Perhaps because of a new atmosphere of free expression that blossomed shortly after the war ended in 1945, Abe began to experiment in writing both poetry and fiction. His first works, some published at his own expense, appeared in 1948, the same year he graduated from Tokyo University with his M.D. degree. Encouraged by his early literary successes, Abe soon abandoned any further interest in a medical career. In the early postwar years he joined many important literary groups, one of which included writers who were associated with the journal Kindai Bungaku (Modern Literature) and were attempting to reassert the claims of art and humanism in the difficult years that followed defeat. Hanada Kiyoteru, the intellectual leader of the group, encouraged Abe's interests in European surrealism, which led him in turn to develop Marxist sympathies. By 1950 Abe had become an enthusiastic participant in the avant-garde movement of postwar Japan.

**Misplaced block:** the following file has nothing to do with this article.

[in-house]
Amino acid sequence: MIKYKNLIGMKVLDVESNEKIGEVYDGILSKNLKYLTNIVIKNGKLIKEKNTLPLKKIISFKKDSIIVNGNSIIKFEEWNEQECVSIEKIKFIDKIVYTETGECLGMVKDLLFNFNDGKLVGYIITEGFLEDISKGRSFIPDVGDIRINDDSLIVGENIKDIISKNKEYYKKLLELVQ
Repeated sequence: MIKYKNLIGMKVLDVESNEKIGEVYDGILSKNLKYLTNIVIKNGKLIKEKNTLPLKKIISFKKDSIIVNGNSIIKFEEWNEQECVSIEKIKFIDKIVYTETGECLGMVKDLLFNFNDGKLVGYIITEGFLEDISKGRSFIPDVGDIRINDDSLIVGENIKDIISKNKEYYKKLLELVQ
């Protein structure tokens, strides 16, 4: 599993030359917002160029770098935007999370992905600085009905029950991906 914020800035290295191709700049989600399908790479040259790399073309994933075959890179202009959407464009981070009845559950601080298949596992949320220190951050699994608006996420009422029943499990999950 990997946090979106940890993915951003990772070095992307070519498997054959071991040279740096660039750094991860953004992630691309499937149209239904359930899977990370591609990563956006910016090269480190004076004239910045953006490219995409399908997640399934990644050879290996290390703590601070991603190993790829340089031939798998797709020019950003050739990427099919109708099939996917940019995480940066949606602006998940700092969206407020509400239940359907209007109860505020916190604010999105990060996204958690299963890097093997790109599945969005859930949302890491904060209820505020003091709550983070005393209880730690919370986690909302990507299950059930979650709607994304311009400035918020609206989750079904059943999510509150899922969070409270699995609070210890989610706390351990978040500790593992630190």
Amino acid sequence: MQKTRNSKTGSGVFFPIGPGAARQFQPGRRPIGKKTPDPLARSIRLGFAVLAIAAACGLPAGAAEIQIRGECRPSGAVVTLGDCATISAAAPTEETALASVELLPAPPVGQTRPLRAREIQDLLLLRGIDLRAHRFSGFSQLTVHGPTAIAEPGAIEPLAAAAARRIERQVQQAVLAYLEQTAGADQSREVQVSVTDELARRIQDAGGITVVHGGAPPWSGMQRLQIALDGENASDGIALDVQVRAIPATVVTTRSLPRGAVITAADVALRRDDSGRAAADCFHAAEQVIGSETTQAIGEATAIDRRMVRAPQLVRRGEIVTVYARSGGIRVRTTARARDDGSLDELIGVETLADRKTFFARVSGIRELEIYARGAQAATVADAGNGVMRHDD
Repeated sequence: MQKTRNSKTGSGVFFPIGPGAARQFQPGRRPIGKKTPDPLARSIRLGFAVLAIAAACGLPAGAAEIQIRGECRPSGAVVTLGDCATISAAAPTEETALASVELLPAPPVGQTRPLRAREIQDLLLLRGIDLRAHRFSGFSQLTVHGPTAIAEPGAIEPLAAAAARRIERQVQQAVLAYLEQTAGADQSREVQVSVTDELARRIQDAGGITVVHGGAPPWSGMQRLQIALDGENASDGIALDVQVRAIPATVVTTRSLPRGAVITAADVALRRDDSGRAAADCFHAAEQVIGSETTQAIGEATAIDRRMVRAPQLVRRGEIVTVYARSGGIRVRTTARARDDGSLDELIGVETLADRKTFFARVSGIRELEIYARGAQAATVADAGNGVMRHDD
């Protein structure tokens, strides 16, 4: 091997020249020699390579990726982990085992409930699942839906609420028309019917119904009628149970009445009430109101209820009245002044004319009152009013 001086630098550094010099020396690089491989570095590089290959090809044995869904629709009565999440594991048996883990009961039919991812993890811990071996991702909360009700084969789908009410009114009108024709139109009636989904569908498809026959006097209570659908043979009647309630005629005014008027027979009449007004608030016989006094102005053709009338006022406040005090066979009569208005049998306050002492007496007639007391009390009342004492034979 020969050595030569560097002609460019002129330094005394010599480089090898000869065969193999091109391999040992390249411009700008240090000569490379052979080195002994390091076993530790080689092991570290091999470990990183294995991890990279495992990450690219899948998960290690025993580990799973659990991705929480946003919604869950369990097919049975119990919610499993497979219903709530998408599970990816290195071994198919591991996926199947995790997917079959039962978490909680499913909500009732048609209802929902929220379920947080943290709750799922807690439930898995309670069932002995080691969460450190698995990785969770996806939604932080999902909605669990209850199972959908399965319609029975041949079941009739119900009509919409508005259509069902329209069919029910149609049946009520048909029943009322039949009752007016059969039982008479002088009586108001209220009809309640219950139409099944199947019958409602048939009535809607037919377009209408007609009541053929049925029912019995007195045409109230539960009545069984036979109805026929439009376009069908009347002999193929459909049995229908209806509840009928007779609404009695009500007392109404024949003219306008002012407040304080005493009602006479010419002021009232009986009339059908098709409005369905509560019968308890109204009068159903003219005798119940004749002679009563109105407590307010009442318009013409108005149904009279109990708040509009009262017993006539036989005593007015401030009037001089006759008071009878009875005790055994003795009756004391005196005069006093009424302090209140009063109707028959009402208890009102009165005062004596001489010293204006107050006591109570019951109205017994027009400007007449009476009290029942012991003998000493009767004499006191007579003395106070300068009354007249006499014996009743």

From that time Abe's career moved in three directions. He soon became known as a fiction writer, a playwright and director, and a writer of film scenarios. All three served as means for him to explore and explicate his sometimes gnomic vision of reality, yet Abe is best known, both in Japan and abroad, as a novelist and short-story writer. After winning an important literary prize for his 1950 story "Akai Mayu" (translated as "Red Cocoon," 1972), with its hallucinatory vision of a man without a home, Abe wrote an impressive number of novels. Although he wrote many of the works that earned him the greatest recognition during the early years of his career, Abe continued writing fiction throughout his life. His collection Kabe (The Wall, 1951) won the Akutagawa Prize for its title story and established his thematic hallmark--an alienated protagonist seeking meaning in an indifferent society. Abe was the first major writer in Japan to appropriate this avant-garde theme in order to create plausible and exciting narratives, and his popularity grew quickly.